He Ain’t Heavy

The road is long, with many a winding turn / that leads us to who, who knows where? who knows when?/ But I am strong, I’m strong enough to carry him./ He ain’t heavy, he’s my son.

These are the words to a song that inspired me many times in my autism journey. (I changed the word “brother” to “son” to make it apply to my situation).  I am sure you know that I was not always strong and sometimes he was heavy, so heavy that some days I didn’t know if I could make it through the day. There were days when I felt it was impossible to show him any attention of affection. He was wearing me out.  But now, at age 73. I can see where the road has led us. I am now strong enough to carry him.

I was forever pushing myself. Bishop TD Jakes said “If you don’t feel it, do it until the feelings come.” (Fake it until you can make it), so I did a lot of faking and pretending to be the mother that I thought I should be. And, lo and behold, one day the feelings did come. I did become the mother that I wanted to be. Of course, when you have a child with autism there is never enough that you can do. I had to learn that some things were out of my control. I could not make PJ learn or behave above the level of his ability.

Bishop Jakes also said that your situation does not have to be your world. Your world is bigger than your situation.  He said that through our disaster, our strengths are developed; that pain gives you conviction about your Purpose. He said that what you think is working against you may be for your growth. He was right. But if I were choosing a Purpose, it would not have been autism. Many times I did not believe those words, but I was faking it until I could make it.

Dr. Norman Vincent Peale said that the secret of life is not what happens to you, but what you DO with what happens to you.  So just short of me becoming autistic myself, I decided that what I could do was speak for my son and try to make conditions better for him. We are such a “survival of the fittest” society that some of us tend to look down on those who we feel are “less than”.  PJ was constantly looked down on. He didn’t know this, but I did and it was very hurtful. So hurtful that for two years I did not take him out of the house unless I had to. With the increase in the autism diagnosis, I hope things are better for parents today.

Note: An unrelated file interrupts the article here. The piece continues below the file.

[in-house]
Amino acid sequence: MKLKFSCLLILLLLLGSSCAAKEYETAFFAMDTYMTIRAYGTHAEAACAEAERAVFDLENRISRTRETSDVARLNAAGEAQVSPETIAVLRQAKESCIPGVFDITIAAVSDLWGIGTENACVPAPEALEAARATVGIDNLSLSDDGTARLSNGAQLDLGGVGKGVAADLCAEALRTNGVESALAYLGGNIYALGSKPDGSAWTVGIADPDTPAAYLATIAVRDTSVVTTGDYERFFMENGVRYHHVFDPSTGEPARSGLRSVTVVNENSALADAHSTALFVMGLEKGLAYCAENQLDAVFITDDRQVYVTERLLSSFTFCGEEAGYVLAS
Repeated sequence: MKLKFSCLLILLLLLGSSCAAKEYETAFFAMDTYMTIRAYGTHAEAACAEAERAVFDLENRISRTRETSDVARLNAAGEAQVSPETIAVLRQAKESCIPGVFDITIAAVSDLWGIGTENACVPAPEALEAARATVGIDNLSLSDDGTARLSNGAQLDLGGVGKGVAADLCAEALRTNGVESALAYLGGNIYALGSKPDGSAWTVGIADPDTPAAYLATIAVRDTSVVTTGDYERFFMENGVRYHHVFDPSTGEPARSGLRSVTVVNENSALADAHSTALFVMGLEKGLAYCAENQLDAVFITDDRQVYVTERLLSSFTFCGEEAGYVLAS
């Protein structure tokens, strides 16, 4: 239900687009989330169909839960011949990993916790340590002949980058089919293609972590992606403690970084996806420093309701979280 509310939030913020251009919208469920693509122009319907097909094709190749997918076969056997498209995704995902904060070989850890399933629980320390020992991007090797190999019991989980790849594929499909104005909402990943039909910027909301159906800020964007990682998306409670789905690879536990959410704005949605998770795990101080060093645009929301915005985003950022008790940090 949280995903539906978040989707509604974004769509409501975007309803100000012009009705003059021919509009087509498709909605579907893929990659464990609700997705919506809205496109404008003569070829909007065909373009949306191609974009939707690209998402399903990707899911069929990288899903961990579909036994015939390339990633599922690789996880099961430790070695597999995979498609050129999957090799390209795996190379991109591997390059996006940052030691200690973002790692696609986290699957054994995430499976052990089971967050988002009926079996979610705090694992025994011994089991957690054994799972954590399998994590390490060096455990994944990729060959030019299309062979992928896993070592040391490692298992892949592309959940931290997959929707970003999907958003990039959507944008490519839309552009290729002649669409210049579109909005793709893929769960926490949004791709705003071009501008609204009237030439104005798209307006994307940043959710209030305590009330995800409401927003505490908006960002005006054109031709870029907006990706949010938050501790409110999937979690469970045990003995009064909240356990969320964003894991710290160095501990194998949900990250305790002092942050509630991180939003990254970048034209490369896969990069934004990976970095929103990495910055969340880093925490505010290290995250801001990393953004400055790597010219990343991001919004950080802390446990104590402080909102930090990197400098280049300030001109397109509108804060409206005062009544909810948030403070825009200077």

I was so full of fear. Fear for him, fear of him, fear for the future, fear for the present, fear that I would not survive autism, fear that I wasn’t making the right decisions. I daily read one of my favorite scriptures , II Timothy 1:7: “For God hath not given us the spirit of fear; but of power, and of love, and of a sound mind.” Dr Peale also said that there is only one force more powerful than fear and that is faith. When fear comes to your mind, counter it with an affirmation of faith. He also said that love overcomes fear. Dr. Peale is one of my heroes that I talk about in “Inspired By Autism”.  My heroes have been instrumental in helping me adjust to my son.

PJ is now 37 years old and I can finally say that “He ain’t heavy”.  Recently he has been spending a lot of time in a group home and we both seem to be adjusting quite well. My home will always be his home, but I am past 70 now and want to feel that he will be taken care of if something happens to me as suddenly as it happened to his father. I can’t pretend that I will live forever, or that others will care as much for him as I do.

Until next time; May your Faith and your Love overcome your fear.

Claudreen Jackson

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